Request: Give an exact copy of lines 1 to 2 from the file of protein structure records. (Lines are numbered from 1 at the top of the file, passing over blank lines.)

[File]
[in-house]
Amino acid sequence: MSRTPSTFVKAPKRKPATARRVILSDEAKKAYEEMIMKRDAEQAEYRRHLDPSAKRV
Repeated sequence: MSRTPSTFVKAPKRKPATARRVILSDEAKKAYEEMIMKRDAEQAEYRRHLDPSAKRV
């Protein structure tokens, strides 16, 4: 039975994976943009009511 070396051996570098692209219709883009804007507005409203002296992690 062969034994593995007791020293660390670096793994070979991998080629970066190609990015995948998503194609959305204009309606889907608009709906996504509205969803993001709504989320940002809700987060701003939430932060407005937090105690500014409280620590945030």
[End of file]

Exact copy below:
[in-house]
Amino acid sequence: MSRTPSTFVKAPKRKPATARRVILSDEAKKAYEEMIMKRDAEQAEYRRHLDPSAKRV